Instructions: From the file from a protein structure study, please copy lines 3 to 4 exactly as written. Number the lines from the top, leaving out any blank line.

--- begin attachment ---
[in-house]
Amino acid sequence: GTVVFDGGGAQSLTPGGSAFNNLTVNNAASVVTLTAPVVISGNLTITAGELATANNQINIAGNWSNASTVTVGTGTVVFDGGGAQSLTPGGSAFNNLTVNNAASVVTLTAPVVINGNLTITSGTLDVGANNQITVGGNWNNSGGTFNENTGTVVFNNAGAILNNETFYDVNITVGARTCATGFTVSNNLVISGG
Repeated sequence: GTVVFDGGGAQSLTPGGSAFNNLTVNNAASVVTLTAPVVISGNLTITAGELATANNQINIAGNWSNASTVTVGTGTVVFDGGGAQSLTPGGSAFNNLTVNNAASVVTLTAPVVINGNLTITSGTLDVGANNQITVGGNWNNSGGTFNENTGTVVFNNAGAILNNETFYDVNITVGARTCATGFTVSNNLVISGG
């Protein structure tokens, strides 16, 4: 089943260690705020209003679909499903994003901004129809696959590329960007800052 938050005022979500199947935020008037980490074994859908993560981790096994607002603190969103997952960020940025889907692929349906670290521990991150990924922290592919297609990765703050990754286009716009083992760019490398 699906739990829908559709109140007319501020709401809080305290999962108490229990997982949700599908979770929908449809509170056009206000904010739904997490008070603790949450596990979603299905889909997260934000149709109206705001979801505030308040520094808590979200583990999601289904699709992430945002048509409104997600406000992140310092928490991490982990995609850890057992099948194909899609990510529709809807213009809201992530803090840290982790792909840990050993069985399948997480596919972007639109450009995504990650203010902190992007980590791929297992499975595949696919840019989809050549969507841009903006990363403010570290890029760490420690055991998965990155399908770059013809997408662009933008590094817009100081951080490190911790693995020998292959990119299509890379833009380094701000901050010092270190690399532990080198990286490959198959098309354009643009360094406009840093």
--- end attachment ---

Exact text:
Repeated sequence: GTVVFDGGGAQSLTPGGSAFNNLTVNNAASVVTLTAPVVISGNLTITAGELATANNQINIAGNWSNASTVTVGTGTVVFDGGGAQSLTPGGSAFNNLTVNNAASVVTLTAPVVINGNLTITSGTLDVGANNQITVGGNWNNSGGTFNENTGTVVFNNAGAILNNETFYDVNITVGARTCATGFTVSNNLVISGG
């Protein structure tokens, strides 16, 4: 089943260690705020209003679909499903994003901004129809696959590329960007800052 938050005022979500199947935020008037980490074994859908993560981790096994607002603190969103997952960020940025889907692929349906670290521990991150990924922290592919297609990765703050990754286009716009083992760019490398 699906739990829908559709109140007319501020709401809080305290999962108490229990997982949700599908979770929908449809509170056009206000904010739904997490008070603790949450596990979603299905889909997260934000149709109206705001979801505030308040520094808590979200583990999601289904699709992430945002048509409104997600406000992140310092928490991490982990995609850890057992099948194909899609990510529709809807213009809201992530803090840290982790792909840990050993069985399948997480596919972007639109450009995504990650203010902190992007980590791929297992499975595949696919840019989809050549969507841009903006990363403010570290890029760490420690055991998965990155399908770059013809997408662009933008590094817009100081951080490190911790693995020998292959990119299509890379833009380094701000901050010092270190690399532990080198990286490959198959098309354009643009360094406009840093």